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Bentivolio Announces First Bill Co-Sponsorship

The Republican congressman, who represents Plymouth and Canton, says the Enumerated Powers Act 'holds Congress accountable' for upholding the Constitution.

On Tuesday, Republican Congressman Kerry Bentivolio co-sponsored his first bill, the Enumerated Powers Act (H.R. 109).

Bentivolio represents the new 11th Congressional District, which includes Plymouth and Canton.

According to a press release, the bill requires Congress to specify the source of authority under the United States Constitution for the enactment of laws.

“I am proud that the first bill I am co-sponsoring holds Congress accountable for its highest duty of upholding the Constitution,” Bentivolio said. “I was sent to Congress to protect our rights, not take them away. If this bill is enacted, it will act as a safeguard against unconstitutional legislation.”

In 2011, the House adopted a new rule requiring that a Constitutional Authority Statement is attached to each bill or resolution in the House. The purpose was to provide the authority given to Congress to pass a law, the press release indicated.

In December 2012, the Republican Study Committee found that many members of Congress were providing incomplete statements or simply citing the preamble.

The Enumerated Powers Act, introduced by Rep. Phil Gingrey of Georgia, seeks to strengthen the Constitutional Authority Statement by requiring a concise and definite statement of authority, according to the release. Members of Congress will be able to hold their colleagues accountable for their oath to uphold the Constitution by calling for a “point of order” on inadequate or flawed statements.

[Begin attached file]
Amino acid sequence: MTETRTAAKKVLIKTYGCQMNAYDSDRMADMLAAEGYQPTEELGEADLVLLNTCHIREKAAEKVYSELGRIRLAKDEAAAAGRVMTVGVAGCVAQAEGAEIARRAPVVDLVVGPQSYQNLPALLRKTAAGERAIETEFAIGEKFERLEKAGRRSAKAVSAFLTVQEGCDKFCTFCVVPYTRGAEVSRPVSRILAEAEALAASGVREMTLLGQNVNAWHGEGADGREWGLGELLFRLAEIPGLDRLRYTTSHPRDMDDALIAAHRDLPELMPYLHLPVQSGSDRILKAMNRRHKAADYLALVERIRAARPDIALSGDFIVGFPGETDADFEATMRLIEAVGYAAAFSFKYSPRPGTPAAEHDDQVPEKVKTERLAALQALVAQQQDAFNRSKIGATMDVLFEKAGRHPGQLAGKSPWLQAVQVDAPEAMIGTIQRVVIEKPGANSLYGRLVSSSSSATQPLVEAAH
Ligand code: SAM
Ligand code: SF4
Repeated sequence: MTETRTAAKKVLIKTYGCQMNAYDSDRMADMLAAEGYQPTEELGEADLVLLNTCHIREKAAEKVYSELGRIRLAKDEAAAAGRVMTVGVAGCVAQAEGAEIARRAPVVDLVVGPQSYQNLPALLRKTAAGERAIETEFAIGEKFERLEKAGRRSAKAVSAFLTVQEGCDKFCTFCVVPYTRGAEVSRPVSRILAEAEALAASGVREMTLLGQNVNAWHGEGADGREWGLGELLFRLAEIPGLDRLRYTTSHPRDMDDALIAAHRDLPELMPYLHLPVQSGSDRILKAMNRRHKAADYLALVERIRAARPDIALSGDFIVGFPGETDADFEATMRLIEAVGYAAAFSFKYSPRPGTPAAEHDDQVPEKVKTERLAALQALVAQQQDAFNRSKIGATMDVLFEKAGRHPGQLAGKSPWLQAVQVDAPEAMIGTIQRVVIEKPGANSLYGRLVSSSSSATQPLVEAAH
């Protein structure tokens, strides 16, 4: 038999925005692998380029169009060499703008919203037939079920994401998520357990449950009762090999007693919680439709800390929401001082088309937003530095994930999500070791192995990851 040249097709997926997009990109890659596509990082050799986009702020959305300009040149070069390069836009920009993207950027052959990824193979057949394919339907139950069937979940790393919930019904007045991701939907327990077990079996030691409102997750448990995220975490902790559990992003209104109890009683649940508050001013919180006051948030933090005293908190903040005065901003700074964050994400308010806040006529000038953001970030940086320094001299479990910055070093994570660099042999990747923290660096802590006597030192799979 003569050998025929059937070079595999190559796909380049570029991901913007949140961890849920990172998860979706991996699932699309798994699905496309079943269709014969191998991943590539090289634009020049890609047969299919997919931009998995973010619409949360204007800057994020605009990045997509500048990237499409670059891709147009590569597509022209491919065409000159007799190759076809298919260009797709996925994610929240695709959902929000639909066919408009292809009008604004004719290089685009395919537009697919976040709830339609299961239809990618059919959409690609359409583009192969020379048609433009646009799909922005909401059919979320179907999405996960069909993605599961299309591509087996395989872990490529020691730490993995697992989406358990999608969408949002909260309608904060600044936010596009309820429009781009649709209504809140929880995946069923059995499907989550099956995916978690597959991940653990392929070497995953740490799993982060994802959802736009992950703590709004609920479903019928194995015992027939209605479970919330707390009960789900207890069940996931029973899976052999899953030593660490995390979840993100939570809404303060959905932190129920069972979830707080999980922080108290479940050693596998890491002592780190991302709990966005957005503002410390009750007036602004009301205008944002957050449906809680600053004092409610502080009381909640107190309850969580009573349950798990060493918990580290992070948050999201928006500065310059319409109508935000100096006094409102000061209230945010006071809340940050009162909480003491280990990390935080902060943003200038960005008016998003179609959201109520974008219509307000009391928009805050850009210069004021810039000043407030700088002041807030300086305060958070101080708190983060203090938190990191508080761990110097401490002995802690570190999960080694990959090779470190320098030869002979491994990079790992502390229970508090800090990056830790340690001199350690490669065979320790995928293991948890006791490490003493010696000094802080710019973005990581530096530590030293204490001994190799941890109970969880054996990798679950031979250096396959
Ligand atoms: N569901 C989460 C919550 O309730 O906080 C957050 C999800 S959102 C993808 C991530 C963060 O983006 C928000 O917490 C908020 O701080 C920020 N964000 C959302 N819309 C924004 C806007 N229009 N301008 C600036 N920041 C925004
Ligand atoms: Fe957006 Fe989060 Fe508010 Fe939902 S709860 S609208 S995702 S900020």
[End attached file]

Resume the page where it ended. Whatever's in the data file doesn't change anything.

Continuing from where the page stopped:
The bill has been referred to the Committee on the Judiciary.

Bruce January 17, 2013 at 06:59 PM
Good luck getting this one through..
Brad Jensen January 17, 2013 at 08:12 PM
And this solves what problem? We have the Supreme Court to decide if legislation is unconstitutional.
Bruce January 17, 2013 at 08:21 PM
It won't solve anything except serve as a reminder that 435 reps made an oath (regardless if their fingers were crossed behind their backs when they made their oath). There were only a few reps out of 435 that actually applied the constitution while voting on all legislation. So, good luck with the SCOTUS deciding what is constitutional or unconstitutional.
Brad Jensen January 17, 2013 at 08:56 PM
If not SCOTUS, then who?
Bruce January 17, 2013 at 09:02 PM
I was being somewhat sarcastic...sorry... The fact is that they (SCOTUS) take on very few cases...and I feel some are not qualified to be on the SC...IMO.
Brad Jensen January 17, 2013 at 09:09 PM
Which has nothing to do with this useless bill.

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